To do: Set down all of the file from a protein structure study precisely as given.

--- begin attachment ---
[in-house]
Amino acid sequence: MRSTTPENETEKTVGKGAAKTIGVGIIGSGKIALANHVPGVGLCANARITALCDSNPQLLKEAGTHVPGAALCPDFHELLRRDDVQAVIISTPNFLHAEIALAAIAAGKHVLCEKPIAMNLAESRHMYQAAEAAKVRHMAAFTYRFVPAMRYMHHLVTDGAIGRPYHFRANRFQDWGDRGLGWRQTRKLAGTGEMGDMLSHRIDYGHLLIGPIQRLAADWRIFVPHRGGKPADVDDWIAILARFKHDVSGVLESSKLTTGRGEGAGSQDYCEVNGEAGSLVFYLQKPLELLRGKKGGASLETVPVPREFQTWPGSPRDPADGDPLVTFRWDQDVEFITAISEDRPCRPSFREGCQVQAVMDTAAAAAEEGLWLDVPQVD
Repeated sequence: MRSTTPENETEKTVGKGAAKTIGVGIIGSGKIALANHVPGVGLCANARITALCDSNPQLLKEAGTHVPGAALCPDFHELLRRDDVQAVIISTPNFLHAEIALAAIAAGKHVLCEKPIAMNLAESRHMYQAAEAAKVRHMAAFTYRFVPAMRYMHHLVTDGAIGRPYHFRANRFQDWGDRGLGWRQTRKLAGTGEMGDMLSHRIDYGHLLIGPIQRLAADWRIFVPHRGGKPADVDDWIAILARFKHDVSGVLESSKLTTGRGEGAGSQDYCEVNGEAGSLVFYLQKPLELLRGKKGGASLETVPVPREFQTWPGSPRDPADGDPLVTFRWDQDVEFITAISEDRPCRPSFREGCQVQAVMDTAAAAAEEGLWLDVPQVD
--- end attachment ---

[in-house]
Amino acid sequence: MRSTTPENETEKTVGKGAAKTIGVGIIGSGKIALANHVPGVGLCANARITALCDSNPQLLKEAGTHVPGAALCPDFHELLRRDDVQAVIISTPNFLHAEIALAAIAAGKHVLCEKPIAMNLAESRHMYQAAEAAKVRHMAAFTYRFVPAMRYMHHLVTDGAIGRPYHFRANRFQDWGDRGLGWRQTRKLAGTGEMGDMLSHRIDYGHLLIGPIQRLAADWRIFVPHRGGKPADVDDWIAILARFKHDVSGVLESSKLTTGRGEGAGSQDYCEVNGEAGSLVFYLQKPLELLRGKKGGASLETVPVPREFQTWPGSPRDPADGDPLVTFRWDQDVEFITAISEDRPCRPSFREGCQVQAVMDTAAAAAEEGLWLDVPQVD
Repeated sequence: MRSTTPENETEKTVGKGAAKTIGVGIIGSGKIALANHVPGVGLCANARITALCDSNPQLLKEAGTHVPGAALCPDFHELLRRDDVQAVIISTPNFLHAEIALAAIAAGKHVLCEKPIAMNLAESRHMYQAAEAAKVRHMAAFTYRFVPAMRYMHHLVTDGAIGRPYHFRANRFQDWGDRGLGWRQTRKLAGTGEMGDMLSHRIDYGHLLIGPIQRLAADWRIFVPHRGGKPADVDDWIAILARFKHDVSGVLESSKLTTGRGEGAGSQDYCEVNGEAGSLVFYLQKPLELLRGKKGGASLETVPVPREFQTWPGSPRDPADGDPLVTFRWDQDVEFITAISEDRPCRPSFREGCQVQAVMDTAAAAAEEGLWLDVPQVD